“Just because they are Christians does not mean they are necessarily followers of Christ.”
This is a quote from a book I read recently. The power of this one statement has stayed with me now for a few weeks. Some may think, “Aren’t they the same?” Perhaps they are, but I don’t think so. They are similar, but not completely interchangeable. One can be a Christian without being a follower of Christ. So what’s the difference exactly?
We live in a country that loves its sports. Football, baseball, basketball, soccer (yes, soccer)… even Nascar. You can watch golf on TV. I’m not sure why you would want to, but you can.
Here in the south, college football is a religion. When we moved back to Alabama my kids were flabbergasted by the cult following of Alabama and Auburn football. The icons for both schools are everywhere. EVERYWHERE. I’ve seen them on underwear, watches, hats, purses, necklaces, plates, cups, cars, trucks, shoes, and sunglasses.
Without fail, each of my four kids was told they had to choose a side, a school they would pull for. It’s part of the ritual greeting here. “Hello. What’s your name? Who’re you for?”
My youngest wasn’t sure what to say so he asked me when he got home from his first day (yes, first day) of school here, if we pulled for Alabama or Auburn. Oh my. I told him it really didn’t matter, but that he came from a long line of Alabama fans, so it might make life in the family easier if he just said Alabama. Sheesh.
What I have come to realize here in football land is that there are fans, and then there are followers. Fans own a t-shirt with the logo of school they like. They watch the games on Saturday with friends, and cheer loudly when their team scores.
Followers are a different breed altogether. Followers buy the underwear. Followers know the player’s names and the player’s momma’s names. They know who all the coaches are. They know who the water boy is and who’s wearing the mascot uniform this year. Followers own season tickets, and plan their fall schedules around football games. They’ll miss work if they are sick, but they will not let a small bout of appendicitis keep them from the big game!
I wish I were exaggerating that last one… I am not. Last football season I saw a patient who went to an Alabama game knowing he was seriously ill, told his friends at halftime he was going to his truck because he wasn’t feeling well.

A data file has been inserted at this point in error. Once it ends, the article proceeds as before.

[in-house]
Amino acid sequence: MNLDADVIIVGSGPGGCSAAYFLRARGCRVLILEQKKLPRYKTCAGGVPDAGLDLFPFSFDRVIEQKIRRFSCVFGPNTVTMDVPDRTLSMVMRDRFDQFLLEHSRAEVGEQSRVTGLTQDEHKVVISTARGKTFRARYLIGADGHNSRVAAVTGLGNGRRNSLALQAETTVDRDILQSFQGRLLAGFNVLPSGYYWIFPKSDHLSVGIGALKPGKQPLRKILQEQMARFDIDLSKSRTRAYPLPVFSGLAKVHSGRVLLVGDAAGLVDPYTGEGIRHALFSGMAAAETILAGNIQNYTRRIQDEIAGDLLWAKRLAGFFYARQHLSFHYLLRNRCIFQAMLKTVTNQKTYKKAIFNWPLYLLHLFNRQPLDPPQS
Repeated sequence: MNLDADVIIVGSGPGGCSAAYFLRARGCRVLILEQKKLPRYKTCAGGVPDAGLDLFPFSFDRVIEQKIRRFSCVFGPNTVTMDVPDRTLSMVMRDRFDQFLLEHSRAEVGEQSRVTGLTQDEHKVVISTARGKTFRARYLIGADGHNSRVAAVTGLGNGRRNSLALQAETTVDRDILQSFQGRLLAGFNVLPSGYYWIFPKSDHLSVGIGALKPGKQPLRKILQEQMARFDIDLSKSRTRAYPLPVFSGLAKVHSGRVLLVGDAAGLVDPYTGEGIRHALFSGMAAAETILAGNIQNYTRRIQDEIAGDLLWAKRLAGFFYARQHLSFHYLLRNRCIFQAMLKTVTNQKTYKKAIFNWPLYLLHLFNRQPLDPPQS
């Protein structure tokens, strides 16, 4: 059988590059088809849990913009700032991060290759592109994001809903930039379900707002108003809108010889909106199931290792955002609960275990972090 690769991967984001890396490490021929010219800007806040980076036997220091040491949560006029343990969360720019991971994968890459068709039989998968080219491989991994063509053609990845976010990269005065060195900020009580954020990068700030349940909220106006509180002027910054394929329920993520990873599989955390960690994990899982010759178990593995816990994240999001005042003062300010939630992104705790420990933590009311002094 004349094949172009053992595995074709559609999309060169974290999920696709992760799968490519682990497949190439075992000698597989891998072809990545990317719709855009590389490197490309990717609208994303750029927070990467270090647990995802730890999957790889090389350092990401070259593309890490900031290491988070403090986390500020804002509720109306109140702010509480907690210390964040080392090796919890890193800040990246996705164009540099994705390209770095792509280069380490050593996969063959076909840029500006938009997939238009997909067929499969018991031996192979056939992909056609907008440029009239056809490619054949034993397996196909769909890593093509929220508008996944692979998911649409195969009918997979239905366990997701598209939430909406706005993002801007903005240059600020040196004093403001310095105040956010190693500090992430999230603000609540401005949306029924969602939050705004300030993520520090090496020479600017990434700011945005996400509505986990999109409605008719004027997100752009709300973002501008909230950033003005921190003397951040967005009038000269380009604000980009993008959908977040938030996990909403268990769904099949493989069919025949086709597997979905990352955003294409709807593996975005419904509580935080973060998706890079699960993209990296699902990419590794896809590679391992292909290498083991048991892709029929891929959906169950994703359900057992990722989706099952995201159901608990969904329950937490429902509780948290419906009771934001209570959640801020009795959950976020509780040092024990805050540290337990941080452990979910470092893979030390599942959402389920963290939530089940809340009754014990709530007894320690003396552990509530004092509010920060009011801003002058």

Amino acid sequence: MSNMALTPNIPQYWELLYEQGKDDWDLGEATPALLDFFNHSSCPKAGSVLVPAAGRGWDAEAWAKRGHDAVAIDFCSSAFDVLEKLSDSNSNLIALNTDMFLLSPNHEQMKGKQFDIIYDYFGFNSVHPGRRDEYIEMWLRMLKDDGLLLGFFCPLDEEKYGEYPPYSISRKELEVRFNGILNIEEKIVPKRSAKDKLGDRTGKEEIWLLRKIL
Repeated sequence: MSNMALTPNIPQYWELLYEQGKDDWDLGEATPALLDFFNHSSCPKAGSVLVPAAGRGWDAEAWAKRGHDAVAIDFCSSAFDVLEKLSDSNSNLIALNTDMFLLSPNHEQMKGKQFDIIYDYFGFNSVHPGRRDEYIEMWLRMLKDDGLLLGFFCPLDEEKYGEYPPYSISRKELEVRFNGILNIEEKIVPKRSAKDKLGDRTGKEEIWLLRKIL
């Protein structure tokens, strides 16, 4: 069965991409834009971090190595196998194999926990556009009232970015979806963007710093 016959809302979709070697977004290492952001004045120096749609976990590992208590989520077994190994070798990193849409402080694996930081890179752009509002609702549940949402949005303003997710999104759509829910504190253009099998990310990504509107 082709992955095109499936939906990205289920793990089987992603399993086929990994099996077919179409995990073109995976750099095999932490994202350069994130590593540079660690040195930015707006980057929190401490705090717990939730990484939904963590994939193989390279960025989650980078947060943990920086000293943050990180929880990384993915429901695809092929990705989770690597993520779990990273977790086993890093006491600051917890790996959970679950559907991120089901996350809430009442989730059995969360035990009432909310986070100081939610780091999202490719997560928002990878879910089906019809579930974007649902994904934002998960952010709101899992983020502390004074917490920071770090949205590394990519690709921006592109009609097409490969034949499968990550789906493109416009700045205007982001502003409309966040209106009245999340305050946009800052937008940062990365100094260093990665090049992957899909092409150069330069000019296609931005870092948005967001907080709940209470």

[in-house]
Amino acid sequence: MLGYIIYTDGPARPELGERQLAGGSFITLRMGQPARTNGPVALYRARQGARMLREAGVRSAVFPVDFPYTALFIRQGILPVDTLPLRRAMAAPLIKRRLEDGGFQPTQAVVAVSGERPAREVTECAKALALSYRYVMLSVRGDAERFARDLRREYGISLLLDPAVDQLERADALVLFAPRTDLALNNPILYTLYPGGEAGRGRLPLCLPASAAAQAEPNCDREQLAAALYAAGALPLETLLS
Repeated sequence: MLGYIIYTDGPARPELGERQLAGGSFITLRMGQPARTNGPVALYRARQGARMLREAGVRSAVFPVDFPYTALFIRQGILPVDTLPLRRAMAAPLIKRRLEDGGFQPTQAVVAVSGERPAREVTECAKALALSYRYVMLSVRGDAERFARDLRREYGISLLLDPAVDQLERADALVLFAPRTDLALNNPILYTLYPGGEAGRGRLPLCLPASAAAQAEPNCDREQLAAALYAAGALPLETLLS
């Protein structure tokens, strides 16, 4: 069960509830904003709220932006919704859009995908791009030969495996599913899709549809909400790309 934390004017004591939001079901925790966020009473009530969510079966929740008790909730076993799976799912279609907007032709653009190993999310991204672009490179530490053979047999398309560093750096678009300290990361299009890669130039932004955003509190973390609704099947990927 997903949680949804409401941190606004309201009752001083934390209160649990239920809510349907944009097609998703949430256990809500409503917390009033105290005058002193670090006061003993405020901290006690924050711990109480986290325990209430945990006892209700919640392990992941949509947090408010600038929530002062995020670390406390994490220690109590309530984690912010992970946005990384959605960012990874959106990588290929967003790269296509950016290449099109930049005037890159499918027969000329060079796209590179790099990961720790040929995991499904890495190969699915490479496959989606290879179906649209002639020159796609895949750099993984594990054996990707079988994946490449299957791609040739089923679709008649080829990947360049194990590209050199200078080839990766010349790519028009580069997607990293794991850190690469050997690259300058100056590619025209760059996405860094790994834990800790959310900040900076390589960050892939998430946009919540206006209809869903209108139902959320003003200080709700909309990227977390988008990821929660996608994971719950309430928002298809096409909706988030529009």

After the game his friends found him unconscious in the truck, and he was only then transported to the hospital. After the game they checked on him. They couldn’t be expected to miss the game to check on him, could they? I asked him why he didn’t call his friends from his truck to take him to the hospital, and he told me he didn’t want them to miss the game. He listened to the game on the radio until he passed out.
So often we come to Christ and decide that’s enough. We are fans. We love what he did, we are thankful he did it for us, and we smile occasionally when he does it for someone else. We wear his cross around our neck. We might even put an outline of a fish on our car bumper. We go to church once in a while, or perhaps we go every week. We are Christians. We will live for eternity in heaven when we die. That’s enough, right?
That’s enough for a fan. But a follower craves more. Much more. A follower wants to know Jesus. He desires to walk as Jesus walked. A follower wants the mind and heart of Christ. She wants to be his hands and his feet in a world that needs him so much. A follower wants to leave religion behind and follow the person. A follower lets go of the rules and embraces the relationship. In the seventies a Christ follower was known as a Jesus Freak. One definition I found of a Jesus freak was, “someone who displayed an unusual or embarrassing amount of enthusiasm for Jesus”. I like that.
Our enthusiasm for sports teams can easily be called unusual or embarrassing. Most of us just roll our eyes and shake our heads when we see large bellied men take off their shirts and paint their swollen abdomens with their team colors. We tolerate their enthusiasm, but how often are we accused of displaying unusual or embarrassing amounts of enthusiasm when it comes to our faith?
It is absolutely enough to be a fan. But if there are times when you wonder if there is more to this Christianity thing than fire insurance, consider becoming a follower. You’ll find the answer is an enthusiastic, “Yes!”
So how about you? Are you a fan or a follower?